Byomkesh Bakshi

Byomkesh Bakshi is an Indian-Bengali fictional detective created by Sharadindu Bandyopadhyay. Referring to himself as a "truth-seeker" in the stories, Bakshi is known for his proficiency with observation, logical reasoning, and forensic science which he uses to solve complicated cases, usually murders. The character has often been called the Indian version of Sherlock Holmes. Initially appearing in the 1932 story Satyanweshi, the character's popularity immensely increased in Bengal and other parts of India. Though it gained huge popularity in the Indian Sub-Continent with the film Chiriyakhana directed by Satyajit Ray, screenplay by Sharadindu himself, with Uttam Kumar portraying Byomkesh.

Byomkesh Bakshi
First appearanceSatyanweshi
Last appearanceBishupal Bodh
Created bySharadindu Bandyopadhyay
Portrayed byUttam Kumar
Ajoy Ganguli
Shyamal Ghosal
Rajit Kapur
Sudip Mukherjee
Aneesh See Yay
Saptarshi Roy
Subhrajit Dutta
Gaurav Chakrabarty
Anirban Bhattacharya
Jisshu Sengupta
Abir Chatterjee
Parambrata Chatterjee
Dhritiman Chatterjee
Sushant Singh Rajput
In-universe information
OccupationPrivate investigator
FamilySatyabati (wife)
Khoka (son)
Ajit Kumar Banerjee (right hand and writer)

Both of Byomkesh' names have since entered the Bengali language to describe someone who is both intelligent and observant. It is also used sarcastically to mean someone who states the obvious.


Sharadindu Bandyopadhyay's most well known fictional character Byomkesh Bakshi first appeared as a character in the story Satyanweshi (The Inquisitor). The story is set in 1932 in the Chinabazar area of Kolkata where a 'non-government detective' Byomkesh Bakshi, owing to the permission from the police commissioner, starts living in a mess in that area under the pseudonym of Atul Chandra Niyogi to probe a series of murders.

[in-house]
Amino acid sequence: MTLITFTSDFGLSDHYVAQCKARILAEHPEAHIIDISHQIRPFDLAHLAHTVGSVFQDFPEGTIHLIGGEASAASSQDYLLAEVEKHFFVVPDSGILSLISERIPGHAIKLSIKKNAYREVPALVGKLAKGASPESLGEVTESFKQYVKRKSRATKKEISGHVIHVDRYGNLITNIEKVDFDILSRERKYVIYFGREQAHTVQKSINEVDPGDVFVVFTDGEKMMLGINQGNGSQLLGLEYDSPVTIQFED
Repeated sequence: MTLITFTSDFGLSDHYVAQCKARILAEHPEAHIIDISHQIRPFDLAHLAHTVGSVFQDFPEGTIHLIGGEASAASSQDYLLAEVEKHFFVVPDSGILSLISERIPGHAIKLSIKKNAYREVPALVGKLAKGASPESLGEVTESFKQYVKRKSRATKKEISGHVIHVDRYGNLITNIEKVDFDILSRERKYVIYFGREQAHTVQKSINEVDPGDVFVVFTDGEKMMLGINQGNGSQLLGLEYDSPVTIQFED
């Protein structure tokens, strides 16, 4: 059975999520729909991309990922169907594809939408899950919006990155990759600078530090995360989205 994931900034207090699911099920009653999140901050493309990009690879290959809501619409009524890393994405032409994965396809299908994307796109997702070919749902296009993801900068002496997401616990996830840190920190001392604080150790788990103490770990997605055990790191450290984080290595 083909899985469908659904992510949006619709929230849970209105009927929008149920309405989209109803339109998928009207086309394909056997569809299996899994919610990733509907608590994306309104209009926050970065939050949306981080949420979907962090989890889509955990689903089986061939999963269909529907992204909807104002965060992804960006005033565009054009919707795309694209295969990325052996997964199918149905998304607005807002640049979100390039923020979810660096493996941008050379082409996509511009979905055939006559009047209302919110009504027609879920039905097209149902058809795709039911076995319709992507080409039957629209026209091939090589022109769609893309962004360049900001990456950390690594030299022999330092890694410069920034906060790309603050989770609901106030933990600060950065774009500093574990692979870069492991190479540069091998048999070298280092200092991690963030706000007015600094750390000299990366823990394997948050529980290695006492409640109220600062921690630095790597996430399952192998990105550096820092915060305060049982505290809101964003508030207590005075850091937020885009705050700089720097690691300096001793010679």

Most of the stories are written from Ajit Kumar Banerjee's perspective, who meets Byomkesh in the mess at Chinabazar. Byomkesh later asks Ajit to live with him at his three-story rented house at Harrison Road as his assistant and chronicler. The only other person in his household is his attendant Putiram.

In the beginning of the stories, Byomkesh Bakshi is described as "a man of twenty-three or twenty-four years of age who looked well educated." Byomkesh is a Hindu and wears mostly a white shirt/kurta with a white dhoti, occasionally draping a shawl. He does not live in luxury but possess numerous books. He travels frequently, and does not own a gun and does not consider himself to be an "expensive helper". He habitually smokes and drinks tea with milk. He is fluent in Bengali, Hindi, and English.

Byomkesh does not like being called a detective, and thinks the word 'investigator' even worse. Thus he fashions a new name for himself which he inscribes on a brass plate in front of his house. The plaque read "Byomkesh Bakshi Satyanweshi" (The Inquisitor).


Unlike other lead characters in detective fictional stories, Byomkesh Bakshi marries, ages, and also contemplates material things such as buying a car. Later, he also decides to buy land in Keyatala in South Kolkata and shifts to his new home. Byomkesh meets Satyabati, his future wife and the accused Sukumar's sister, in ‘Arthamanartham. The story 'Adim Ripu' provides some information about Byomkesh's early childhood. His father Mahadev Bakshi was a mathematics teacher at a school and practised Sankhya philosophy at home while his mother was the daughter of a Vaishnavite. When Byomkesh was seventeen years old, his parents died of tuberculosis. Later, Byomkesh passed University with scholarship. During the Second World War and after India's independence, Byomkesh, Satyabati and Ajit live in the mess house of Harrison Road.Byomkesh gradually ages through the series, and has a son called Khoka (Little Boy) in the series.

Byomkesh storiesEdit